“It’s a matter of law: it’s a matter of logic. … It should be common sense.”
Public servants, such as teachers, cops and firefighters, can be fired if they advocate totalitarianism, Raskin said. Trump, himself, fired people in government jobs because he did not like what they said.
“Justice Scalia said: ’You can’t ride with the cops but root with the robbers.’
“Our president must choose the side of the Constitution and not the side of the insurrection. There is nothing in the Constitution that can excuse (his) betrayal of office.”
Not only can Trump not use free speech as a defense, Raskin said that even if he were “just
another guy at the rally, “nobody in America would be protected by the First Amendment if they did what Donald Trump did”.
He pointed out that the seditious mob accounted for less than 1 percent of the population. Most Americans reject the violence of that day. He added that this was not a criminal trial. If convicted, Trump would not face prison. He would be disqualified from holding public office. Raskin said that he was not afraid of Trump running again but of him running again and losing.
“Voltaire said, famously: ‘I may disagree with everything you say, but I will defend with my life your right to say it.’ President Trump says because I disagree with everything you say, I will overturn your popular election and incite insurrection against the government.”
Raskin said a fellow student asked his teacher when the Enlightenment began. His teacher answered that it was when Voltaire said, “One who can make you believe absurdities can make you commit atrocities.”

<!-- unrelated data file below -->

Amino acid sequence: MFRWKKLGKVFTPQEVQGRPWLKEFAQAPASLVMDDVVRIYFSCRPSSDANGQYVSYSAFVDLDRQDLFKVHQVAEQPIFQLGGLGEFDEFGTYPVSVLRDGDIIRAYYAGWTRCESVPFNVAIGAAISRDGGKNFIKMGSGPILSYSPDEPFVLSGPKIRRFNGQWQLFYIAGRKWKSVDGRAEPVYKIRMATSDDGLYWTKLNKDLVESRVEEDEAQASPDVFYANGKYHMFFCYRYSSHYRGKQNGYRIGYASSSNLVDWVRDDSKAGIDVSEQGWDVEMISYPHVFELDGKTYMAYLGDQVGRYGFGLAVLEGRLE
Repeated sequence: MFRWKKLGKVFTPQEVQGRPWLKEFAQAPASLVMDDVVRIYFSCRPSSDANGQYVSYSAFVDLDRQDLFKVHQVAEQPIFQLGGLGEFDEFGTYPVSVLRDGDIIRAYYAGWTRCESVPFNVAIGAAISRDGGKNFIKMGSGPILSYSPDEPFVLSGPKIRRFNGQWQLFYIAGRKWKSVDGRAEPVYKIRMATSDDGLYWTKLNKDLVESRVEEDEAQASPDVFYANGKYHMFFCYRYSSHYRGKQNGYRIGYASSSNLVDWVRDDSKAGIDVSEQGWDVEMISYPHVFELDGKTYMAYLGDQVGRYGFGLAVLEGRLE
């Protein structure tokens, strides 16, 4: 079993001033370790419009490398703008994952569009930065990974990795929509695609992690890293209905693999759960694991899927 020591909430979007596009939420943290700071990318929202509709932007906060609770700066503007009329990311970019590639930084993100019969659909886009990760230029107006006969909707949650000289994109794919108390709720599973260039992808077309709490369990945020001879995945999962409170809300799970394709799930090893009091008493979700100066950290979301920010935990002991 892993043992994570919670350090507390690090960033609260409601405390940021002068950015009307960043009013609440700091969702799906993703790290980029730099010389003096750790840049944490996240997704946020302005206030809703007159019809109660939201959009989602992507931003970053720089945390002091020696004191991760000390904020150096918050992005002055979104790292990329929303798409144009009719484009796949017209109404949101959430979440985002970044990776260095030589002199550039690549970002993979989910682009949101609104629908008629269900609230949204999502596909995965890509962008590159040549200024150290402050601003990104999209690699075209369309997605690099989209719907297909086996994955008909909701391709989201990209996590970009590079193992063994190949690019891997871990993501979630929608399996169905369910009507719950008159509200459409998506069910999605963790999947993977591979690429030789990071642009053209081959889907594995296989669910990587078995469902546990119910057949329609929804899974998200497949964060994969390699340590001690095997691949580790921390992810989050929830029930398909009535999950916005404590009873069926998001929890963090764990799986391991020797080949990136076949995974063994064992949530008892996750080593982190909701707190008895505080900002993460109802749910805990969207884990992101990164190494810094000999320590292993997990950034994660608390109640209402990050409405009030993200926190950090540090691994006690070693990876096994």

Trump’s defense also had cited on Tuesday the unjust swiftness of the impeachment on January 13, one week after the Capitol siege. Representative Ted Lieu (Democrat-California), impeachment manager, responded:
As for the delayed article of impeachment, Lieu said that the House was ready to begin trial, but the Senate was not in session. And the House was told that if the clerk tried to deliver the article when Senate was not in session, the clerk would be turned away.
“We expect process objections,” said Lieu. “The House has the power to decide its own rules. . . . When you see a crime committed in plain view, prosecutors don’t have to take months. . . . The Senate has sole power to try impeachment. President Trump has received due process.”
Representative Joe Neguse (Democrat-Colorado), impeachment manager, said that in order to show that Trump incited insurrection, he would show that violence was foreseeable, that the 45th president encouraged violence, and that he acted willfully.
“When Donald Trump stood up to that podium on January 6, he knew that many were armed. Violence on that day was entirely foreseeable. We’ve shown you how President Trump spread that lie (of a stolen election) and inflamed part of his base. After he lost the election, the president was willing to do just about anything to prevent the peaceful transfer of power.”
Trump called Georgia election officials "enemies of the state" when they would not find him votes, said Neguse, “not to mention his own Attorney General who said that a stolen election is bs, not my words, his. We recounted how President Trump inflamed his supporters with lies. . . . Nothing is more sacred in this country than our right to vote. Our voice. And here you have the president telling his supporters that (their votes had been discounted). We showed you the rallies, the tweets: